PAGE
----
Puree all ingredients except ginger ale until smooth. Pour ca. 1 c each into 5 tall glasses and fill with ginger ale. Stir gently.
Source unknown

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Peaches

native to: northwest China
in season here: July-August
DSCF1929_700
Peaches are a member of the stone fruit family, related to cherries, apricots, plums, and nectarines. While they come in colors from nearly white to deep orange, they’re not divided by color; they’re categorized as clingstone (“clings”) or freestone. The first peaches to ripen are usually clings, and everyone’s so happy to see them they don’t care about having to gnaw the flesh from the firmly-attached pit. Some apparently prefer clings for canning, but everyone I know waits for the easier freestone varieties.

Peaches are first mentioned in Chinese writings of the 10th century. Chinese culture regards the peach tree as the tree of life and peaches symbolize immortality and unity. China is still the largest peach producer in the world, followed by Italy, California, and Georgia.

Stone fruits such as peaches have anti-obesity and anti-inflammatory properties and may reduce LDL cholesterol. They’re an excellent source of vitamins A, C, E, K, and six kinds of B vitamin, as well as beta-carotene and fiber. They’re good for the skin and the digestion, and can even help your blood sugar levels. They also have a fair amount of potassium, which supports the heart and kidneys, and other minerals such as magnesium, phosphorus, and zinc. On top of that, fruits in general are good for the eyes.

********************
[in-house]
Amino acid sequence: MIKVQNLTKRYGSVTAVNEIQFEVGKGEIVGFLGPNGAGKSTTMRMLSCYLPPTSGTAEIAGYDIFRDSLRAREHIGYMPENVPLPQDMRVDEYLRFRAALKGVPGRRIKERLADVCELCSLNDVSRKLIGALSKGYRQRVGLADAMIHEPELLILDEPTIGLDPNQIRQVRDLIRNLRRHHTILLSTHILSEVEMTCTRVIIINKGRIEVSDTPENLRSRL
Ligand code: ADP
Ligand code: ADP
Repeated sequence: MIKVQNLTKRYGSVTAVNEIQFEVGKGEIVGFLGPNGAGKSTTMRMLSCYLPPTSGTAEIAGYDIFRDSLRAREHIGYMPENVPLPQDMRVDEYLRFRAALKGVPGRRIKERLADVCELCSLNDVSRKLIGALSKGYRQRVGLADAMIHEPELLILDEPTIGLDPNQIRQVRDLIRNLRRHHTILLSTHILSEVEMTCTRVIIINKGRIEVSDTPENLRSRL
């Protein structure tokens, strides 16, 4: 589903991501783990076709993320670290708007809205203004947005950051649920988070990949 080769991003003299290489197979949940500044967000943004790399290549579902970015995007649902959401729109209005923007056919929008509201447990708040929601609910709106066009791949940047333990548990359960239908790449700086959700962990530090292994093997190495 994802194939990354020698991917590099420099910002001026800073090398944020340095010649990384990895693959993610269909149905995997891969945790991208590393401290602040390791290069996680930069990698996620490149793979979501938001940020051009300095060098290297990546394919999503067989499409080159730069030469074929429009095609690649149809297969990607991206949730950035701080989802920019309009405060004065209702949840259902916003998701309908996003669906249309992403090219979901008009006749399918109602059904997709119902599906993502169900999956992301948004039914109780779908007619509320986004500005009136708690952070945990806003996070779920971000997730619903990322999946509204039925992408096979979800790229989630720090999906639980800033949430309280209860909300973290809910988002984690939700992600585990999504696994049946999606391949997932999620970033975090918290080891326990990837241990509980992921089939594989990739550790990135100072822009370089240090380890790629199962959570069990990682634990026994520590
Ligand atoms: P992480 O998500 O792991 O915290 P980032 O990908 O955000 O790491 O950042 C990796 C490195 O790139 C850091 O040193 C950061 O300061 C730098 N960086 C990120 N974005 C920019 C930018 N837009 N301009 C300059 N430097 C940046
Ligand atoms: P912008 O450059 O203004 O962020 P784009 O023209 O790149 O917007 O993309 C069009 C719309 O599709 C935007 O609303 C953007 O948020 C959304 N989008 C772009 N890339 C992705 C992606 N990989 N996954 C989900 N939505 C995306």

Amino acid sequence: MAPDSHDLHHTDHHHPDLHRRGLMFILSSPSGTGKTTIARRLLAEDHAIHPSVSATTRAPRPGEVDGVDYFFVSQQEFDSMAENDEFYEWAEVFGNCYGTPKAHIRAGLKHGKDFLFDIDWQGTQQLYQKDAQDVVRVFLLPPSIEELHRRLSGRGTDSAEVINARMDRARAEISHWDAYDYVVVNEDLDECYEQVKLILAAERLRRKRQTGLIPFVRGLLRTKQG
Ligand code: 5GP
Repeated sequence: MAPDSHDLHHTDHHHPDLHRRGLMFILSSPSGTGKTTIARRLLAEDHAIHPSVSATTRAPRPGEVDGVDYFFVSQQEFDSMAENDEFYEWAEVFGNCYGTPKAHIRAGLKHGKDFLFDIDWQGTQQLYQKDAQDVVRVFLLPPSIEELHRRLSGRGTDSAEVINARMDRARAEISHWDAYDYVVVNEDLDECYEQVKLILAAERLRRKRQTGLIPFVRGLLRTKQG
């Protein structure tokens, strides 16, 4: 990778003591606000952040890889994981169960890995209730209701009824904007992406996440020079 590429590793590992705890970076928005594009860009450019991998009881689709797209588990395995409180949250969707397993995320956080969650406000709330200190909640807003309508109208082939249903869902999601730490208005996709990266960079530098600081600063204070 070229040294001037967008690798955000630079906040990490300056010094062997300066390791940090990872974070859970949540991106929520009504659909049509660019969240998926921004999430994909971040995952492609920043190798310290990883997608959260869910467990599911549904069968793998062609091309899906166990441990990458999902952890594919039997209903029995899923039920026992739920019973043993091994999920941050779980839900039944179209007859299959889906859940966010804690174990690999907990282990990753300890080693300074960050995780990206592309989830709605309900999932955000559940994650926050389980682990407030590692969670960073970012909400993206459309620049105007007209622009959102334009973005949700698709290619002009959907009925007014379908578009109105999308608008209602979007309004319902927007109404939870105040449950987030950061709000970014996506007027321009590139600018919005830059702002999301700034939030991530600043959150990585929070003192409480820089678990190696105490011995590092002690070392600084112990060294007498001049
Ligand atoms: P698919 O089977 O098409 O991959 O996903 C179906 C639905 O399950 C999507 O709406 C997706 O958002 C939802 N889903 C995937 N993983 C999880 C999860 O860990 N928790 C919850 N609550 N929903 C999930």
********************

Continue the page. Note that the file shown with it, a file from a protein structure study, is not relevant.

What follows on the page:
Read more:
label-style nutrition information for raw peaches
label-style nutrition information for canned peaches in light syrup
Medical News Today
Medical Daily

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Versión en español: this post is also available in Spanish.
Esperanta traduko: this post is also available in Esperanto, because Dana is a language geek.

Gingered pork and peaches

1 lb. pork tenderloin (or pork stir-fry meat)
2 Tbsp. soy sauce
2 tsp. finely chopped ginger, or 1 tsp. ground ginger
2 tsp. corn starch.
pepper to taste
2 cloves garlic, finely chopped, or 1 tsp. garlic powder
1/2 cup slivered almonds (optional)
3 medium peaches, pared and sliced, or 16 oz. frozen peaches, thawed & drained, or a can of sliced peaches, drained
6 green onions cut into 1-inch pieces (optional)
cooked rice or noodles for serving

Trim fat from tenderloin and cut thinly across grain as for stir-fry. Cut any large slices in half. In a skillet or wok, mix soy sauce, ginger, cornstarch, pepper, and garlic. If not using a non-stick pan, you may want to add a little oil as well. Add pork and almonds and toss to coat. Turn on heat and stir-fry until pork is done, 6-8 minutes. It will probably look a little dry at this point. Add peaches and stir-fry for another few minutes until peaches are hot. Garnish with onions and serve over rice or wide egg noodles.